Lymphoceles, Lymphorrhea, and Lymphedema after Laparoscopic and Open Endometrial Cancer Staging.
Summary of "Lymphoceles, Lymphorrhea, and Lymphedema after Laparoscopic and Open Endometrial Cancer Staging."
To evaluate the incidence of lymphoceles, lymphorrhea, and lymphedema after systematic pelvic lymphadenectomy in patients who underwent laparoscopic or open abdominal staging for endometrial cancer.
A total of 138 consecutive women who underwent systematic laparoscopic pelvic lymphadenectomy for endometrial cancer staging were compared to 123 historical control subjects staged via an open approach. Postoperative screening for lymphadenectomy-related complications by ultrasound was consistently performed.
The incidence of perioperative complications was lower in cases than in control subjects. Overall, lymphoceles were diagnosed in 19 (15.4%) and 2 (1.4%) patients who had open and laparoscopic staging, respectively (odds ratio 12.42; 95% confidence interval 2.82-54.55; P < 0.0001). Symptomatic lymphoceles were more frequent after open staging than after laparoscopy (P = 0.028). Lymphorrhea occurred in 1 and 4 patients after laparoscopic and open surgery (P = 0.19). No difference in the incidence of lymphedema was observed.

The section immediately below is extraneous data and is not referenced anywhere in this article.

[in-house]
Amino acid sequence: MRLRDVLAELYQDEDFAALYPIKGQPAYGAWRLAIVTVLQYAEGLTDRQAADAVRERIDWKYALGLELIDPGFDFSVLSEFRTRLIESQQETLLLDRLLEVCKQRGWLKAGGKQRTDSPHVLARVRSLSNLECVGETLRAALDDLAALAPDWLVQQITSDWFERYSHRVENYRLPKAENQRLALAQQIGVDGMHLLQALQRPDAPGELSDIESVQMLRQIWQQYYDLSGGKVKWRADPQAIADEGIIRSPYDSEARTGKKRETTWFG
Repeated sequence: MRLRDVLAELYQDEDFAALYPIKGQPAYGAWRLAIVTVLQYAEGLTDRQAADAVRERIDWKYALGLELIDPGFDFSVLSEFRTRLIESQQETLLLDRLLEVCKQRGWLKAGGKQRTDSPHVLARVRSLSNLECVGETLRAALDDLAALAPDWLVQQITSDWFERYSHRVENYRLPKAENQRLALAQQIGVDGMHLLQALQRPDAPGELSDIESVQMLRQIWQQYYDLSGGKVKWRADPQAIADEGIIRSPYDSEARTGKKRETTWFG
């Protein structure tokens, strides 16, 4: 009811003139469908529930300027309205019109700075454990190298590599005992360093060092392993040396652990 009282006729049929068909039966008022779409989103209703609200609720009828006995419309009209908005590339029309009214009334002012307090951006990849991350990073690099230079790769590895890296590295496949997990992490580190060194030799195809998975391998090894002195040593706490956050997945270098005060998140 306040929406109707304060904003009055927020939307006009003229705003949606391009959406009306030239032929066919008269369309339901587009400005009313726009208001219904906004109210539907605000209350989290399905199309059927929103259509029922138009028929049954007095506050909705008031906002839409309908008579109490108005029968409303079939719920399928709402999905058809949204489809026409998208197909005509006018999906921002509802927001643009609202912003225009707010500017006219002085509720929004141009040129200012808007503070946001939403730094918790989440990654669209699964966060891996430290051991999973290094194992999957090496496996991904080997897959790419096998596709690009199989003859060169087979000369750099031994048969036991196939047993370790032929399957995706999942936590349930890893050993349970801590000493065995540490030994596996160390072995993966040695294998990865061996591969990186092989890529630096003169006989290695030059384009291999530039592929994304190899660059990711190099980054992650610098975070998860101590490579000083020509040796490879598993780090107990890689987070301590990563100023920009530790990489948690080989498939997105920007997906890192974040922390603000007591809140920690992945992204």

Our findings suggest that laparoscopic endometrial cancer staging is associated with a lower occurrence of both asymptomatic and symptomatic lymphoceles compared to open surgery.
Department of Obstetrics and Gynecology, University of Insubria, Del Ponte Hospital, Varese, Italy, Fabio.firstname.lastname@example.org.
This article was published in the following journal.
Name: Annals of surgical oncology
- PubMed Source: http://www.ncbi.nlm.nih.gov/pubmed/21695563
- DOI: http://dx.doi.org/10.1245/s10434-011-1854-5
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Medical and Biotech [MESH] Definitions
A malignant tumor originating from the endothelial cells of lymphatic vessels. Most lymphangiosarcomas arise in an arm secondary to radical mastectomy but they sometimes complicate idiopathic lymphedema. The lymphedema has usually been present for 6 to 10 years before malignant changes develop. (From Dorland, 27th ed; Holland et al., Cancer Medicine, 3d ed, p1866)
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